#3.1 Campbeltown Loch: I wish you were whisky!

A warehouse at the end of the road (day 1)


Billie Joe Armstrong wrote: “Wake me up, when September ends”, but he forgot to add: “because we’ll be in Campbeltown!”

(Jump to Day 2 or Day 3 and 4)

Since our last trip to Speyside and Highlands almost two months have gone by. In the meantime, we: worked, got covid, recovered from covid, ran, got our smell and taste back, worked a bit more, a couple of tastings, some tenth phone calls to British Gas, worked again. The usual.

We are very excited for this trip: it is the first time we are going to do a “whisky holiday” as part of a big group, and not just the two of us or with a couple of friends. We went as part of the Facebook-based Edinburgh Whisky Group, managed by the tireless Justine from Kask Whisky. Since the first lockdown this group has grown substantially (guess not much else to do, uh?) and we did a good number of tastings, often directed by brand ambassadors or distillers. We had planned this weekend for a while, and we decided that Campbeltown was the perfect destination for a group of whisky aficionados: 3 distilleries, 2 independent bottlers, a long whisky related history and heritage, enough pubs and restaurants, and everything at walking distance. What else?

For the two of us it is the second time we land in this hidden gem of a place. The first time was exactly 3 years before, at the end of September 2018, when our whisky journey was still in its infancy. That was also the first time we visited a scotch whisky distillery together (Glen Scotia, specifically), and the Warehouse tasting we took at the time was quite a surprise.

Group A is in town!

Back to the trip, being a large group, we had to take part to some tastings separately because of Covid-related safety issues. We were in the first group (group A), which meant we needed to be in Campbeltown in the early afternoon, which in turn meant we had to leave Leith in the early morning. Justine came to pick as up at 9.30, sharp as razor, with her glorious car Clifford (Cliff for friends). The ride was smooth (not according to some squirrels, apparently) and quick, not too much traffic in Glasgow, and no queue for gasoline (at that time the biggest news on the British press was the gasoline shortage, which thankfully didn’t affect us). We stopped in Inveraray for a quick lunch: in line with our Italian culture, we prepared food at home. Less in line with that, we prepared Spanish tortilla sandwiches, which are always lovely. Back in the car, the second leg was even smoother than the first one. So around 3pm, we finally arrived at our destination! So excited!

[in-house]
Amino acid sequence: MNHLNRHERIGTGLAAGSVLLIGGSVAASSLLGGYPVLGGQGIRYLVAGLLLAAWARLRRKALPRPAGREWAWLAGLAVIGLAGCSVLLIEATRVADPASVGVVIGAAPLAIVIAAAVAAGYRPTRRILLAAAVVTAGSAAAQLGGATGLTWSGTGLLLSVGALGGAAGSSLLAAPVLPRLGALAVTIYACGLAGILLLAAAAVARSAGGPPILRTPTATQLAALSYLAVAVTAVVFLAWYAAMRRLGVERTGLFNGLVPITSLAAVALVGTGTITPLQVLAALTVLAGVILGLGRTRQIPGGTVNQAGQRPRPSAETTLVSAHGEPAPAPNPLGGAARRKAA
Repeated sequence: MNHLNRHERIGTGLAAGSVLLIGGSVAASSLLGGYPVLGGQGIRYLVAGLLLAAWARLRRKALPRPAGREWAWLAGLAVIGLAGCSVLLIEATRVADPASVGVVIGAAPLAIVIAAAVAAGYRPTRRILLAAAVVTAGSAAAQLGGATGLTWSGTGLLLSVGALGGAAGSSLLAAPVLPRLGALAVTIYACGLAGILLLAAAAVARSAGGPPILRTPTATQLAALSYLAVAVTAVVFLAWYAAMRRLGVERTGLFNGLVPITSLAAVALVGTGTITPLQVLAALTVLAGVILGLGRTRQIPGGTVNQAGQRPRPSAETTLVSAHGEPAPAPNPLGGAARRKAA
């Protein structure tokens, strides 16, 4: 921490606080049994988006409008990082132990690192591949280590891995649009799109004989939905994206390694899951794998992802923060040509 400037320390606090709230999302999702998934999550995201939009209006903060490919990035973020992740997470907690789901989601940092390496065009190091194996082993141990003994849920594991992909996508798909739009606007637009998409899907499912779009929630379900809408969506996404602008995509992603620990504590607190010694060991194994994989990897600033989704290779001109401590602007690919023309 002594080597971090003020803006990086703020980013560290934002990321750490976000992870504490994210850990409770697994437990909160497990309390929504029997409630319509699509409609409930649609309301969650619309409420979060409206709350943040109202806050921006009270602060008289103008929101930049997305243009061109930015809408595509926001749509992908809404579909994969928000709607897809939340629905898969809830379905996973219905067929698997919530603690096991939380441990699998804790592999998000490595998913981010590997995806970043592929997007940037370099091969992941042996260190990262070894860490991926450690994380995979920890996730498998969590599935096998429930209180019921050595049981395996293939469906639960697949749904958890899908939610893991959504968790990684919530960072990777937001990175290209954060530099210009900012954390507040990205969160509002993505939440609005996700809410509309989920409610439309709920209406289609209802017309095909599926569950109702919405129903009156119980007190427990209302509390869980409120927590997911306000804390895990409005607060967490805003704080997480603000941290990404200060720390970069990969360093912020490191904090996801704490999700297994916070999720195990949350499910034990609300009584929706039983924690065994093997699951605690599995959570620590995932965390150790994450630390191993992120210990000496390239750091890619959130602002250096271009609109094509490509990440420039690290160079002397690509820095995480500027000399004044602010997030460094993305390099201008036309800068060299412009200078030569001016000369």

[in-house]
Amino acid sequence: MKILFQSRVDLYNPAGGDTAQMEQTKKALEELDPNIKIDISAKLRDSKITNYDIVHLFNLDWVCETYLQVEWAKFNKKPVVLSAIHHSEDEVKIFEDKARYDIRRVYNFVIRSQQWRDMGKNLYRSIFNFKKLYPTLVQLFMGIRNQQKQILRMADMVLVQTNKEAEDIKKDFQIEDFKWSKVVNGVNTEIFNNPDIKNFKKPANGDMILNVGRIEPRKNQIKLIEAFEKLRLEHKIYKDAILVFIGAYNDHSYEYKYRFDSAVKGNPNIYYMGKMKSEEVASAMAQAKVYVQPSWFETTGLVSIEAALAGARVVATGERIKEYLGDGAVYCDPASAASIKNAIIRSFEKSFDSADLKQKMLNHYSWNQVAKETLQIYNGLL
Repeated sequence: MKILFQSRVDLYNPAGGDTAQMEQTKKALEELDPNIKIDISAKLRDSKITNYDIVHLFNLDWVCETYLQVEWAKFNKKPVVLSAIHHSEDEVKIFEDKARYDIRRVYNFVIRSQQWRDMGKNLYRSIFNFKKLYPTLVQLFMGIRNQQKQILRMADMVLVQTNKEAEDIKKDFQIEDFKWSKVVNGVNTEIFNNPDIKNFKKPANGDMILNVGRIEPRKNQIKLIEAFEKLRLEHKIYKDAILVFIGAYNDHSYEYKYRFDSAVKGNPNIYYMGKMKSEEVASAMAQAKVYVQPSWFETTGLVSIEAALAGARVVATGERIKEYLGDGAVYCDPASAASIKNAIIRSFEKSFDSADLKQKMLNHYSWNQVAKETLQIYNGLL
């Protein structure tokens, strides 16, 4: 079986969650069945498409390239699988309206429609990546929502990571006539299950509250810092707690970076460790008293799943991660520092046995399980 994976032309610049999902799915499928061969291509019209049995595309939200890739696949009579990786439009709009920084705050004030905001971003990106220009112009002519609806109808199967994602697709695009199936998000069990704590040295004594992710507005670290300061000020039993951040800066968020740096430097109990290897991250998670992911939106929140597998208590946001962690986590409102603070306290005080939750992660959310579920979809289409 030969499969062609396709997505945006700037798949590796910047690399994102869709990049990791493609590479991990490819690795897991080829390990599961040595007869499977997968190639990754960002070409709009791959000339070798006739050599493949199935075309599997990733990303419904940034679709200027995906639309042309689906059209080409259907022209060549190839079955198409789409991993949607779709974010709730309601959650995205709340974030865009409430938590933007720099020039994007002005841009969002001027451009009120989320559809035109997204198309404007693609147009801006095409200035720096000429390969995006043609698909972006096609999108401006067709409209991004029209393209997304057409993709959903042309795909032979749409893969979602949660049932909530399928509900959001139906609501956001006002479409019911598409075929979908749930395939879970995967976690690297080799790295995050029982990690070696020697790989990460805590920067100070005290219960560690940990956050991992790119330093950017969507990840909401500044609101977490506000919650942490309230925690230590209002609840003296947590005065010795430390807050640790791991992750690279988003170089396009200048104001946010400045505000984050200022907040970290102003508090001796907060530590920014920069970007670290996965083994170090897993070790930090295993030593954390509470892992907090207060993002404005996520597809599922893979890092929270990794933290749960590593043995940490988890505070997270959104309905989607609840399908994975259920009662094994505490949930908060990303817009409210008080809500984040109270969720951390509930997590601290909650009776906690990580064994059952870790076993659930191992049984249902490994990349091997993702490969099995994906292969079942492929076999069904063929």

We parked the car at the Ardshiel Hotel, but instead of doing the check-in we immediately went to the Cadenhead’s shop, just to look around on what was there (we felt like kids in a candy store after months of diet). We resisted to the temptation to buy anything rght away (HOLD!) and we moved on to the site of our first activity: the Cadenhead’s Warehouse tasting! Those sweet 7 words every person wants to hear the most: “Please, follow me down to the warehouse”!

Casks pyramids outside Springbank, always a nice view.

The first time we attended this tasting was in 2018, and we remember that we had at least 7 or 8 drams in a very informal setting, with the guide drawing the liquid directly from the casks. This time the set up is a bit more structured (everyone has a well-distanced barrel holding a glass and a bottle of water in front of them), and Jenna McIntosh, usually their sales manager, is going to guide us through the 6 drams for this one. First off, a delicious Glen Elgin, 12 years of age in a first fill ex-bourbon cask, and a 9y Glen Garioch, with 3 years spent in a Tawny port cask, betrayed by a pink-ish colour common to other drams matured in similar casks. Moving on, a grain: Cameronbridge distilled and casked in 1989 and a 18y Glenfarclas, coca-cola coloured because of a 2y finish in an ex-PX sherry cask. Finally, the two peated drams: one just lightmy peated, a 12y “Orkney”, the other quite peated 9y Caol Ila, both in ex-bourbon casks.

Cadenhead’s tasting aka best way to start a whisky trip.

While the Glen Elgin (very clean dram, crispy with vanilla and coconut notes from the bourbon cask very prominent) and the Caol Ila were both delicious, they were somehow “known” to us (we have a SMWS 13y Glen Elgin in our cabinet and a 10y Thompson Brothers Caol Ila, both very similar in taste), the Glen Garioch and the “Orkney” were something new to us, which we quite appreciated: fruity and spiritely the first, farmyard-y and smoky the latter. The grain was delicious too, as many grains of that age, while the Glenfarclas was a bit disappointing for a dram that old: thin and not very flavourful.

A full cage…so rare!

After the tasting, we could grab a couple of bottles at the Springbank shop, one from the cage (a friend’s request) and the 12y cask strength batch 23 released the week before (and, of course, sold out online), before getting the tasting’s bottles at the Cadenhead’s shop. We had dinner at the Argyll Arms pub (coincidentally, the hotel where we stayed on our first trip in 2018) and a couple of drams back at the Ardshiel Hotel. For a first day on holiday, that was plenty, and we called it a night!

Cadenhead’s Warehouse tasting

Price: £35.00 pp
(September 2021)

Tasting: 6 cask strength drams. This time ours were: 12y Glen Elgin, 9y Glen Garioch, 32y Cameronbridge, 18y Glenfarclas, 12y “Orkney” and 9y Caol Ila, plus a “perfect dram” glass (similar to the Whisky Exchange ones).

Target: whisky enthusiasts and geeks

Value for money: very good

Highlights: the drams

Things we did not like: nothing

Link: https://www.cadenhead.scot/

Author: Dramming Around

A pretend-to-be-young Italian couple on a quest to discover whisk(e)y distilleries and their golden nectar

%d bloggers like this: